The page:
Nepal announces an agreement with India’s NHPC Ltd to develop the plant after China’s Three Gorges International Corp withdraws.
Nepal has inked an agreement with an Indian business to build a hydropower facility in the country’s west, years after a Chinese firm pulled out, officials said.
Nepal has opened its rivers to foreign players, believing that they have the capacity to generate more than 42,000 megawatts of hydroelectric power, in order to boost its economy and export electricity in order to reduce its $13 billion trade deficit.
Officials announced on Thursday that India’s NHPC Ltd signed a memorandum of understanding (MOU) allowing it to explore aspects such as feasibility, environmental effects, land inundation, and construction costs for two projects: West Seti (750 megawatts) and SR 6. (450 megawatts).
Both plants will be built on the West Seti River in Nepal’s least developed far west.
Three Gorges International Corp, China’s largest hydropower developer, was previously lined up to create the West Seti plant, but Nepal abandoned the arrangement in 2017 amid contract negotiations, according to officials.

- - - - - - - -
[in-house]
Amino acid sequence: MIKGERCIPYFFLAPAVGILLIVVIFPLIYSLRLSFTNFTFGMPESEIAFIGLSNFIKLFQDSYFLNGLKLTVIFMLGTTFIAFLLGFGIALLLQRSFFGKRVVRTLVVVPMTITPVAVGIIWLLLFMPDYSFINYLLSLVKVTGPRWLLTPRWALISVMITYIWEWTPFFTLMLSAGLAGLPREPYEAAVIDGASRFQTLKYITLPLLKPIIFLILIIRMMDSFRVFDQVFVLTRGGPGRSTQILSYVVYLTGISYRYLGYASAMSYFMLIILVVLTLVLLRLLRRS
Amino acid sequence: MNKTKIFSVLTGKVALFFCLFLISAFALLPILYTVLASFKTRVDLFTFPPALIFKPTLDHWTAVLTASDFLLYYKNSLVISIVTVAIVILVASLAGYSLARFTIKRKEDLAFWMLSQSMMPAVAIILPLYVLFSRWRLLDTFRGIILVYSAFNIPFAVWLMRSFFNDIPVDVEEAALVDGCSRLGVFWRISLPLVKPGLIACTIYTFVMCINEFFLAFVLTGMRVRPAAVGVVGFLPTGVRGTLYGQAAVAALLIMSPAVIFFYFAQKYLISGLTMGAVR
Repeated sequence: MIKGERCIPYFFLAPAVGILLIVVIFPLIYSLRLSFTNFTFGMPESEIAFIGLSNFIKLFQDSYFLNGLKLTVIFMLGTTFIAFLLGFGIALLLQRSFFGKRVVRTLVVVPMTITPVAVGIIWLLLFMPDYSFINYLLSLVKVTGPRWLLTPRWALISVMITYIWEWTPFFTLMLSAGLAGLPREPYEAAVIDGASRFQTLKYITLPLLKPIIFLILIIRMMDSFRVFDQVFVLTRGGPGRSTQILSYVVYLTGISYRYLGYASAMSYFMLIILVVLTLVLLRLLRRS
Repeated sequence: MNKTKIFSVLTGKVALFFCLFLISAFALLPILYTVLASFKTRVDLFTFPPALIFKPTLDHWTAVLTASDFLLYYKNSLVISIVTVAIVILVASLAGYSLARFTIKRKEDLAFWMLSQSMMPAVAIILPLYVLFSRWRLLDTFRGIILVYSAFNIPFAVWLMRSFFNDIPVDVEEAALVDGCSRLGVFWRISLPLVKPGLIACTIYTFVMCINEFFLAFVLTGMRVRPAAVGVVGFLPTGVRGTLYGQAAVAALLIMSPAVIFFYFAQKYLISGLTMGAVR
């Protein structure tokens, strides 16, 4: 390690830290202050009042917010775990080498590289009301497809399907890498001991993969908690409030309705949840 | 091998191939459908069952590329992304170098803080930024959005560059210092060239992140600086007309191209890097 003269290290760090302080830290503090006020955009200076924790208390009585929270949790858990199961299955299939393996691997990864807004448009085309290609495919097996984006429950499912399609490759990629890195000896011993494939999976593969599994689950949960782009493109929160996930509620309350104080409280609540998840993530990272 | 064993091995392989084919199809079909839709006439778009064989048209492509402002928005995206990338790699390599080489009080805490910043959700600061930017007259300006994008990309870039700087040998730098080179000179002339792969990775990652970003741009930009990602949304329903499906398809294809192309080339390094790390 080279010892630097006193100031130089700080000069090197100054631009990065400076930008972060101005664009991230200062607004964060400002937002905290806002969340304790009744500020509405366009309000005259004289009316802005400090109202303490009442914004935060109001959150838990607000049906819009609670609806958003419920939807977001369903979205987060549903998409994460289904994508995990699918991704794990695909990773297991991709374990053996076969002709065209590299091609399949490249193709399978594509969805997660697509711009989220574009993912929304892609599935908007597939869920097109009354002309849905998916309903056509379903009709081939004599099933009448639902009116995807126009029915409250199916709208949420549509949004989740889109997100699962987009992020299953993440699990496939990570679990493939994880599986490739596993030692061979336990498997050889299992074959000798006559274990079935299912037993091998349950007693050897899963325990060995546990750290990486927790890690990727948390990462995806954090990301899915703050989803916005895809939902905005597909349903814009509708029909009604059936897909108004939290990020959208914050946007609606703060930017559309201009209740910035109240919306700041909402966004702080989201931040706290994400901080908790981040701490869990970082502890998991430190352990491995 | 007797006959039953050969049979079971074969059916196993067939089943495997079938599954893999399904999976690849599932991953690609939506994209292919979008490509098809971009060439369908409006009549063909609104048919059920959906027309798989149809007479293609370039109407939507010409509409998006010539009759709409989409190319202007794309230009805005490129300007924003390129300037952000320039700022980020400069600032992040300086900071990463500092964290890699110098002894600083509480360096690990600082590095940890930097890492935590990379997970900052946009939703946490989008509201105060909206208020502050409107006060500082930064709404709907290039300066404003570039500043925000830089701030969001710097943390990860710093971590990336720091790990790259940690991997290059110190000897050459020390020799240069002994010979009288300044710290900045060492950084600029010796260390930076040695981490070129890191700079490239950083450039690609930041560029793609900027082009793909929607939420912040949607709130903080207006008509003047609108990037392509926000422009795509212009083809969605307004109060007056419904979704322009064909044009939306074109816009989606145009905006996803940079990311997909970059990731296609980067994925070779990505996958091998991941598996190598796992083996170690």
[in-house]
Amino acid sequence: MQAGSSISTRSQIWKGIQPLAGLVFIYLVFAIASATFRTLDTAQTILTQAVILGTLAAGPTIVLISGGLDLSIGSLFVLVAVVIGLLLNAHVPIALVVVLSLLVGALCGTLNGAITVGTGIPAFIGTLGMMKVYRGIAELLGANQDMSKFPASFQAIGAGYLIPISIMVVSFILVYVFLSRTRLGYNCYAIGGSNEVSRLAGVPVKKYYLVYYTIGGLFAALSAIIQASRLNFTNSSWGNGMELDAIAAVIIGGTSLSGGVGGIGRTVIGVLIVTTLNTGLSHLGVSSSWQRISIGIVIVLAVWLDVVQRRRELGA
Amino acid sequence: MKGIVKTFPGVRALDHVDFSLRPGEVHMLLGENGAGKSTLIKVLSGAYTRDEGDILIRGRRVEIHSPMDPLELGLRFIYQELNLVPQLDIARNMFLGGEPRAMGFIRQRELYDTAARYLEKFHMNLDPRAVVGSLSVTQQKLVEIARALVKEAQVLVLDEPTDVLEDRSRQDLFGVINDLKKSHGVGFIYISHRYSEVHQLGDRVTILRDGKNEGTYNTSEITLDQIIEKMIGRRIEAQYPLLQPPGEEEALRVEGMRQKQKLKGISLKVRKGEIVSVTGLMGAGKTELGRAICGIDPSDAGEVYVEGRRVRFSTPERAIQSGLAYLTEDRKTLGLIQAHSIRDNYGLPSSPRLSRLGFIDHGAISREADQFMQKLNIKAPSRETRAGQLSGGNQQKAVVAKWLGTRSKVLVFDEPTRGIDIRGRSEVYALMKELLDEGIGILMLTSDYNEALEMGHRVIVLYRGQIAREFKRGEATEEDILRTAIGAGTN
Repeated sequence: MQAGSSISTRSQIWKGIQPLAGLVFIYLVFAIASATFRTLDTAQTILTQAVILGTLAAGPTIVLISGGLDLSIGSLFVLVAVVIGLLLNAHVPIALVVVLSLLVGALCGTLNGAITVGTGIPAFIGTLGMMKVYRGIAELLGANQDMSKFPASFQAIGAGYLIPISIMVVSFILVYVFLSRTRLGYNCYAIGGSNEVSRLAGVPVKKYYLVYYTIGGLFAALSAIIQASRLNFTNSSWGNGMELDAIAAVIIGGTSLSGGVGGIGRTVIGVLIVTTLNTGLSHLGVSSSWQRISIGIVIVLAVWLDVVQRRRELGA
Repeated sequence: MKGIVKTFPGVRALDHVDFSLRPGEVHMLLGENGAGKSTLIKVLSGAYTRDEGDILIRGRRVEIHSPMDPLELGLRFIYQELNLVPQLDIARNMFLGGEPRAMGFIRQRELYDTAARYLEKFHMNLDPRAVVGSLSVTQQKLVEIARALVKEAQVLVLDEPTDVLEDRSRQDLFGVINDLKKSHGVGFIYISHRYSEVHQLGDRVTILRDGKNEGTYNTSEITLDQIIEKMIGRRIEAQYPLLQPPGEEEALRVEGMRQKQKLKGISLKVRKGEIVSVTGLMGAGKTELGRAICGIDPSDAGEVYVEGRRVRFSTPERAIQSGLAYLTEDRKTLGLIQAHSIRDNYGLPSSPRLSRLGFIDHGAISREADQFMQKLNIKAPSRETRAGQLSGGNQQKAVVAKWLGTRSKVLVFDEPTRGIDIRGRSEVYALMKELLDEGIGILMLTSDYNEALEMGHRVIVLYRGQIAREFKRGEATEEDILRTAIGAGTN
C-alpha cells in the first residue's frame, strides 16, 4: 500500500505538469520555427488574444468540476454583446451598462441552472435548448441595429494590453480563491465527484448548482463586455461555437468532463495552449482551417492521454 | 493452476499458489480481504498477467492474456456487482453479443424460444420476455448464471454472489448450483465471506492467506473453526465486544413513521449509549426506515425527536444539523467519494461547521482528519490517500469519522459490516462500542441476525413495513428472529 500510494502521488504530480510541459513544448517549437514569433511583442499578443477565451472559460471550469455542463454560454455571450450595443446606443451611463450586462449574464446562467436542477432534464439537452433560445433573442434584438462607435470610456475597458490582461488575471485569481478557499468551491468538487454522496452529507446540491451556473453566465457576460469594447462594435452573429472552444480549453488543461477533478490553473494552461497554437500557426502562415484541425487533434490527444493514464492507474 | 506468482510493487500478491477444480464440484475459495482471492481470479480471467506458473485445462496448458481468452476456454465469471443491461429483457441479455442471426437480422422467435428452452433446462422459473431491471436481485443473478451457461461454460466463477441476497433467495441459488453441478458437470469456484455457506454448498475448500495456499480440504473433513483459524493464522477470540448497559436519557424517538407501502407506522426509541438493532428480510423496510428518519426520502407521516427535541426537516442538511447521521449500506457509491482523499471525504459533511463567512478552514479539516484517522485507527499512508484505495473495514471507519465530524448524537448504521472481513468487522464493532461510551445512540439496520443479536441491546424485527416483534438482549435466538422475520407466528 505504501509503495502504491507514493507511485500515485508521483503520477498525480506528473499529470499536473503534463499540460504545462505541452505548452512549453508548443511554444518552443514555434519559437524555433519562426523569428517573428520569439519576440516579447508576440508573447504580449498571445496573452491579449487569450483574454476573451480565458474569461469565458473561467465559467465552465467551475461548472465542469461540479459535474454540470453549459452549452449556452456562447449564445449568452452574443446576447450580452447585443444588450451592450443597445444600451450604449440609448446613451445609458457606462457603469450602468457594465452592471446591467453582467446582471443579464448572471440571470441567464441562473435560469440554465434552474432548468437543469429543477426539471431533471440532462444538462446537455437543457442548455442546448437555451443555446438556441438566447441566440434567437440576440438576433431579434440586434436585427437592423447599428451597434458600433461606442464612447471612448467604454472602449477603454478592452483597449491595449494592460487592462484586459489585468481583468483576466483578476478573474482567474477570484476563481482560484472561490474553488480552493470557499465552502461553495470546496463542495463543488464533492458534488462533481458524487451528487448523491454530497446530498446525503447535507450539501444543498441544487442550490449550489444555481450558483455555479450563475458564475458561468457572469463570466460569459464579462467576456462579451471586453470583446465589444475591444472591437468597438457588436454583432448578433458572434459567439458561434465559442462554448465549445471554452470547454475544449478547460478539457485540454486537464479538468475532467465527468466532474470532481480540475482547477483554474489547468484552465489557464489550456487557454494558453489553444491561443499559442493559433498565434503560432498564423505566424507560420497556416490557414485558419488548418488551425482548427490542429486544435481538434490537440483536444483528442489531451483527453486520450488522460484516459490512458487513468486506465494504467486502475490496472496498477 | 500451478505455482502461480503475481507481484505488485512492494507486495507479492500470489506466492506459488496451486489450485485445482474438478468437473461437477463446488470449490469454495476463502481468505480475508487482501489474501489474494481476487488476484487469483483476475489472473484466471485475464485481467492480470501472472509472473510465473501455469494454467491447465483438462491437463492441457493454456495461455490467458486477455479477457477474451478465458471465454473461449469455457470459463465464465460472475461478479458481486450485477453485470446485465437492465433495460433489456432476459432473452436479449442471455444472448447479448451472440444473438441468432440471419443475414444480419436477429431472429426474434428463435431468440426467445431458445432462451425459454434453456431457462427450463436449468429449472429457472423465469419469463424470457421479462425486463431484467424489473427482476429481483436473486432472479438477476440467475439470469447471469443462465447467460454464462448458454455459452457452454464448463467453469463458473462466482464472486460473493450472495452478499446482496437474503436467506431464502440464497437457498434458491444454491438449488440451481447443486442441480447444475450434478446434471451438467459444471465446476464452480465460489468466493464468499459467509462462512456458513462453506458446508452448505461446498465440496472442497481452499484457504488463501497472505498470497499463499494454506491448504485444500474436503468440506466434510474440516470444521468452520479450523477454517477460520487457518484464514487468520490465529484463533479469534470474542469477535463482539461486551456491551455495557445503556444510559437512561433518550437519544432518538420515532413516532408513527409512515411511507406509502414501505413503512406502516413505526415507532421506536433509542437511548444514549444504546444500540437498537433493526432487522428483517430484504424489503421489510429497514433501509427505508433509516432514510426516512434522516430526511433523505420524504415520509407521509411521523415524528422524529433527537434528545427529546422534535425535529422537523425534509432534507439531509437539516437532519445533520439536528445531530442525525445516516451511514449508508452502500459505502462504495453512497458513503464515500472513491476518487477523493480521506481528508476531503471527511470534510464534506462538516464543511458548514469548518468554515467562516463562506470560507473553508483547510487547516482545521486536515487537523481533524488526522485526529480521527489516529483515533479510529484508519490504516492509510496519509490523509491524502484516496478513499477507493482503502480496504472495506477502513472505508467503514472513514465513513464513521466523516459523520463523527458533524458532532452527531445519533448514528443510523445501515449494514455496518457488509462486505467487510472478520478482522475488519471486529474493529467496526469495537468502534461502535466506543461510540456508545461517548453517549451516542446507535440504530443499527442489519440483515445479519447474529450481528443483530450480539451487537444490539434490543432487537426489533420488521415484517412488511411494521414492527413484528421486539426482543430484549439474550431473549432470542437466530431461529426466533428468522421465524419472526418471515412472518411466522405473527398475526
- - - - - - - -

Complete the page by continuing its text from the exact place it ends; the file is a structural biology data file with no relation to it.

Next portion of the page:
“After decades of delays, we would not have dived into another uncertainty,” Sushil Bhatta, chief executive officer of the state-run Investment Board Nepal, told Reuters.
“NHPC has an excellent track record of establishing such projects in similar terrain in neighboring places in India and has the ability to assure India’s market for energy,” he said, hoping for further projects in the region.